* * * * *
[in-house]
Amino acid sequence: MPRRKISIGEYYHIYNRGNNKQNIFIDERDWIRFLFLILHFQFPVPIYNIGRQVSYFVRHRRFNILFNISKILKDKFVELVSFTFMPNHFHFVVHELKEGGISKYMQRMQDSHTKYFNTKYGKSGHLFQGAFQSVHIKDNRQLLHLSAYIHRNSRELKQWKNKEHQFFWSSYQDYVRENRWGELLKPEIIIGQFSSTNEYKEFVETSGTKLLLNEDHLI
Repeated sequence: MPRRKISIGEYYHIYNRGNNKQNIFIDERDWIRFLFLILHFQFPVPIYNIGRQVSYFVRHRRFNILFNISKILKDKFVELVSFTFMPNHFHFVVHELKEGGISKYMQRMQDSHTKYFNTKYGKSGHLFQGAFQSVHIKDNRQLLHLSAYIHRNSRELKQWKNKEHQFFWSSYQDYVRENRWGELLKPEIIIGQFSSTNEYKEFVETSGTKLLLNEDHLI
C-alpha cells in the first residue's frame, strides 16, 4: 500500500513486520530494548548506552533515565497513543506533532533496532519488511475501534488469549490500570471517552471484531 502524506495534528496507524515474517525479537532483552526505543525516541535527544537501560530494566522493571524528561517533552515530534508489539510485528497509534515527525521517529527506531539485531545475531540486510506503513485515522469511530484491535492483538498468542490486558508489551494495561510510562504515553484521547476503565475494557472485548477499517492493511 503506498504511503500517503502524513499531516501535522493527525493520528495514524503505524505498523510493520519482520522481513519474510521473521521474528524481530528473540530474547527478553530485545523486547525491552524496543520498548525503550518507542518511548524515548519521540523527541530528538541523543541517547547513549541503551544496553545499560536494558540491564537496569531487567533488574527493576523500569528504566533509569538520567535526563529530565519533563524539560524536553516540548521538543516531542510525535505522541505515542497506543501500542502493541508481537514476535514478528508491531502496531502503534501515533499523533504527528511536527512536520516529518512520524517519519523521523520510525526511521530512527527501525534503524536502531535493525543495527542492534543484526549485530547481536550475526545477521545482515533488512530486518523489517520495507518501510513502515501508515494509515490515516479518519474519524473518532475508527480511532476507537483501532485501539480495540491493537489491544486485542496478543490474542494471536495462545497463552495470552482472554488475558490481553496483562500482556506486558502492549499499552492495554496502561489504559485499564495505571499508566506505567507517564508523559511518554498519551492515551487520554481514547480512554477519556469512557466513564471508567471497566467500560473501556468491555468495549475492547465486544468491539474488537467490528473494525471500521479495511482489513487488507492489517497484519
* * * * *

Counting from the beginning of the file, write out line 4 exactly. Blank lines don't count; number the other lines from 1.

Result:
C-alpha cells in the first residue's frame, strides 16, 4: 500500500513486520530494548548506552533515565497513543506533532533496532519488511475501534488469549490500570471517552471484531 502524506495534528496507524515474517525479537532483552526505543525516541535527544537501560530494566522493571524528561517533552515530534508489539510485528497509534515527525521517529527506531539485531545475531540486510506503513485515522469511530484491535492483538498468542490486558508489551494495561510510562504515553484521547476503565475494557472485548477499517492493511 503506498504511503500517503502524513499531516501535522493527525493520528495514524503505524505498523510493520519482520522481513519474510521473521521474528524481530528473540530474547527478553530485545523486547525491552524496543520498548525503550518507542518511548524515548519521540523527541530528538541523543541517547547513549541503551544496553545499560536494558540491564537496569531487567533488574527493576523500569528504566533509569538520567535526563529530565519533563524539560524536553516540548521538543516531542510525535505522541505515542497506543501500542502493541508481537514476535514478528508491531502496531502503534501515533499523533504527528511536527512536520516529518512520524517519519523521523520510525526511521530512527527501525534503524536502531535493525543495527542492534543484526549485530547481536550475526545477521545482515533488512530486518523489517520495507518501510513502515501508515494509515490515516479518519474519524473518532475508527480511532476507537483501532485501539480495540491493537489491544486485542496478543490474542494471536495462545497463552495470552482472554488475558490481553496483562500482556506486558502492549499499552492495554496502561489504559485499564495505571499508566506505567507517564508523559511518554498519551492515551487520554481514547480512554477519556469512557466513564471508567471497566467500560473501556468491555468495549475492547465486544468491539474488537467490528473494525471500521479495511482489513487488507492489517497484519